Jennifer Foust, PhD, MS, LMHC

Created by careersinpsychology

Sex Therapy Counselor 

Jennifer FoustFor as far back as she can remember Jennifer Foust wanted to be a therapist. She took a psychology course her senior year of high school and then began college following graduation. Unlike most undergraduates, she knew exactly what department she belonged in and immediately declared psychology as her major. Her ultimate plan was to work in the field for a few years following graduation and then begin her master’s degree.

Foust followed through on her aspirations and received her Master’s Degree in Counseling Psychology and within the time frame she had planned. With regards to her ultimate destination in the field of psychology, Dr. Foust admits,

I had no idea at that point that I was going to get a doctorate and definitely had no idea that I would later be a sex therapist. If it wasn’t for a colleague of mine I don’t know if I would have ended up where I am.

Since you didn’t plan to get your doctorate or become a sex therapist, what led you to this specialty area?

Shortly after graduating with my master’s degree, I had a very interesting conversation with a colleague about developing a specialty in some area. I told her that I was very interested in relationships and marriage counseling. She is a sex therapist and encouraged me to go into the sex therapy field since I wanted to work with relationship problems. Sex is inevitably a topic that I would need to feel comfortable discussing, she reasoned. She also made another really valid point which was that there aren’t really that many therapists that specialized in sex therapy. I had never considered that and was intrigued and also liked the idea of making some headway in an underdeveloped field. She also encouraged me to pursue a doctorate in human sexuality (that just happened to be offered locally) rather than doing postgraduate training. Her reasoning was if you are going to pursue more education, you might as well have the doctorate to show for it. She is a very wise woman. If it wasn’t for her, I very likely would not be a sex therapist.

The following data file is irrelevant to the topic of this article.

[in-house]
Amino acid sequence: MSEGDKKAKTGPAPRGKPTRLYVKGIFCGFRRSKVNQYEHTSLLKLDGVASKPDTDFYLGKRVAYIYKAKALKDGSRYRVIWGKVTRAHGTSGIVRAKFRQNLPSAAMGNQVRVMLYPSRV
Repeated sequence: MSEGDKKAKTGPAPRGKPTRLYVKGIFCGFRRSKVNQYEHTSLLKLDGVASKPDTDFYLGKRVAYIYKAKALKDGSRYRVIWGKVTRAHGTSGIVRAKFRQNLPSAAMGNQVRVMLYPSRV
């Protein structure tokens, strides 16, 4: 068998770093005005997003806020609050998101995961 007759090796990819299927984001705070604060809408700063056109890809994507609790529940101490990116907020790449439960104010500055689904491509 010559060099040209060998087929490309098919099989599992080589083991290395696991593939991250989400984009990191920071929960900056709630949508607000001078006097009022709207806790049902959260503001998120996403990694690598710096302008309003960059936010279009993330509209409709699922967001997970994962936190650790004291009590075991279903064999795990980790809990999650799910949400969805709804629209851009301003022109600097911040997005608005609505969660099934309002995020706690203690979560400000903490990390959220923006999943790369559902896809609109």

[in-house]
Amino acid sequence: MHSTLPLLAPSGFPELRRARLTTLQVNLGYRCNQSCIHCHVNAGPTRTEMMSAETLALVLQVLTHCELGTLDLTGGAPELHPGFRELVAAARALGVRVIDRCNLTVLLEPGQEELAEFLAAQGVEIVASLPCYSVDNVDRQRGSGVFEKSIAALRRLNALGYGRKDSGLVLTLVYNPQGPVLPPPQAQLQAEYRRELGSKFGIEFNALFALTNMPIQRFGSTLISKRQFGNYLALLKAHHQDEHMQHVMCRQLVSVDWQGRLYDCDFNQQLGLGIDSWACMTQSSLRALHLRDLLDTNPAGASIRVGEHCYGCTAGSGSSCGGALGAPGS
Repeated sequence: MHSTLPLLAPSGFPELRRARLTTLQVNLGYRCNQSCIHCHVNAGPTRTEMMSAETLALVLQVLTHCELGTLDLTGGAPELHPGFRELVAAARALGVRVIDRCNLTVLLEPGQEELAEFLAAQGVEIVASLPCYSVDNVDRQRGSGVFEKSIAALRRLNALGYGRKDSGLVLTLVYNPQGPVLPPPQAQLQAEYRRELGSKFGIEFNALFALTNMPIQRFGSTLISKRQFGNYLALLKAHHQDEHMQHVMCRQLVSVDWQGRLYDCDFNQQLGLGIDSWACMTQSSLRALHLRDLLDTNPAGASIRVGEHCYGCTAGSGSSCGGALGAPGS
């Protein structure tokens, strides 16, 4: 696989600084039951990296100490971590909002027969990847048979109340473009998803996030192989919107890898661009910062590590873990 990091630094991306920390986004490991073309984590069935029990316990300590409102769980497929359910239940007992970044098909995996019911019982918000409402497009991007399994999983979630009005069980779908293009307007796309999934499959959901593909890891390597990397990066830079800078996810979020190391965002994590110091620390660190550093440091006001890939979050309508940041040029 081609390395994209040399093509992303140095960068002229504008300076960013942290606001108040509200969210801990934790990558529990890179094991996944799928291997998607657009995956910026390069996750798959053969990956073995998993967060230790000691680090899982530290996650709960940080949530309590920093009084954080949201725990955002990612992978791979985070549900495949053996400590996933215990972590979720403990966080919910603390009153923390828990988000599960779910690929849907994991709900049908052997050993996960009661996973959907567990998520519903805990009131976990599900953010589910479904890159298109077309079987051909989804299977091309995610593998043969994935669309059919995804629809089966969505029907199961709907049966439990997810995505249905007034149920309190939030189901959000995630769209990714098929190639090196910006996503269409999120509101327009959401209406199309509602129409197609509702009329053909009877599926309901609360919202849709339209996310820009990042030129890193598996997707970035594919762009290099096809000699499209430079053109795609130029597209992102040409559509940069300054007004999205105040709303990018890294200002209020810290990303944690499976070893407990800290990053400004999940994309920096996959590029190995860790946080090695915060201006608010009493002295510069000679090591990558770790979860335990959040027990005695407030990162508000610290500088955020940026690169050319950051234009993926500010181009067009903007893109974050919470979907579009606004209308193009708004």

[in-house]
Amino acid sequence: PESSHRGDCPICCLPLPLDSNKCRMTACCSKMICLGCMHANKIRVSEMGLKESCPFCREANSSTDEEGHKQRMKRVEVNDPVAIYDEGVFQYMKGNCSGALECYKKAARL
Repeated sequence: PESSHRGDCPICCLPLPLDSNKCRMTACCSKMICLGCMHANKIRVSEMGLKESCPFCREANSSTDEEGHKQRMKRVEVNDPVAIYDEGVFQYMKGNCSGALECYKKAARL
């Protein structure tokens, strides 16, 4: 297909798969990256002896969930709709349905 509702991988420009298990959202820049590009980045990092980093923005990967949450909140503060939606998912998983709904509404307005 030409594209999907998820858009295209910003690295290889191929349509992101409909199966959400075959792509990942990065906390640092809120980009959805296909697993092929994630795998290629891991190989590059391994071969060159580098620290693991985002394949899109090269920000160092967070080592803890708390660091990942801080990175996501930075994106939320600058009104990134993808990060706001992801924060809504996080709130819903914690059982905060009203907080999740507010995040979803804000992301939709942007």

We introduced your educational background briefly; would you please fill in the details?

I received a bachelor’s degree as a double major in psychology and sociology from Millersville University. I was originally going to minor in sociology, but a sociology professor of mine encouraged me to double major since it was only a few more courses. I then worked for two years with individuals who had severe mental illness, both in a residential setting and in a vocational day program setting. I always knew that I wanted a master’s degree and had a dream of being in private practice. I got my master’s degree from Northeastern University and was sure that I was done with school until that conversation with that colleague. I got my counseling license and later enrolled in the doctorate program in human sexuality at Widener University. I then got my certification as a sex therapist through the American Association of Sexuality Educators, Counselors, and Therapists.

Were you happy as a student or were you someone who couldn’t wait to enter the working world? What were some of your challenges when you were a student?